There have been reports in the UK news that demand for puppies has exploded during the pandemic. Families who might have been considering getting a dog decided that lockdown was a good time to do it, and others may have lost family pets due to old age and needed a new companion.
I am an advocate for rescue dogs, although I recognise the challenges for families with young children. Our previous family dog was a Staffydoodle named Baxter, and we found him in the City Dogs’ Home in Stoke-on-Trent a few years before having children. He was the perfect family dog, living up to the Staffordshire Bull Terrier’s nickname as the “nanny dog.” Baxter sadly died in 2019 but his legacy lives on, which is why I wrote this article. Today marks two years since his passing.
In December 2019 we welcomed another rescue dog into our family, and yes, another Staffordshire Bull Terrier crossbreed. Marley did not spend time in kennels, but his owners approached Warrington Animal Welfare, which is how we found him. He was overweight and very boisterous, and we soon realised that while he was house trained, his behaviour needed serious attention. Marley had us in a state of high alert for the first three months that he lived with us, resulting in us having to pay for new and better fencing in our back garden, and investing in a Halti harness and lead to walk him in public. He was aggressive with other dogs, he escaped from the garden or house at every opportunity, and he was loud.
I persevered, however, and during the first lockdown in 2020, I enrolled Marley on a dog training course with a local company. They were able to tutor us via Zoom, YouTube videos and live video calling, and the exercises kept my daughters and I busy during those long, lonely moths at home. Gradually we saw an improvement in Marley’s behaviour and now, twelve months on, I have reached a point where I can safely let him off his lead when we are walking in the fields or along the canal path near our home. He no longer attacks other dogs, his recall is excellent, and he doesn’t feel the need to escape from our garden now that he is settled. We even took the plunge and brought home two kittens recently, and Marley has behaved brilliantly with them.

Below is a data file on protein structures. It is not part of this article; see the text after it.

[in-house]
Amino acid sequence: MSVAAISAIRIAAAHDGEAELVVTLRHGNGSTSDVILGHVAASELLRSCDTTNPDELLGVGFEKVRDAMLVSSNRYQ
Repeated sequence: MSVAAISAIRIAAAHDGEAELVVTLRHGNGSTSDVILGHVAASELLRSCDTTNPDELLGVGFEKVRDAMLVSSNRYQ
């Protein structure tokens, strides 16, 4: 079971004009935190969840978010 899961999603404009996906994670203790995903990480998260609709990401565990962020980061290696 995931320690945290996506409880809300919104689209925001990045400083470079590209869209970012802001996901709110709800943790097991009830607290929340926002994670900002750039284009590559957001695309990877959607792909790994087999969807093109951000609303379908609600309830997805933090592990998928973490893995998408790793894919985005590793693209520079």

Adopting a rescue dog comes with special challenges but I guarantee if you give the dog time and space to adjust, you will not regret bringing them home. I bonded with Marley very quickly, unable to resist his teddy bear charm, his grinning face, and his exuberance for life. He is my baby boy, even though he is four years old. You can find puppies from places like the Dogs’ Trust or your local animal shelter, but you must be quick. I did try to adopt a puppy from a rescue centre, but it turned out the owner was not willing to give her up. Don’t let one unpleasant experience put you off. Your dog is waiting for you.
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Well done for persevering with Marley, he sounds like a great addition to your household.
Thank you, yes he is! 🙂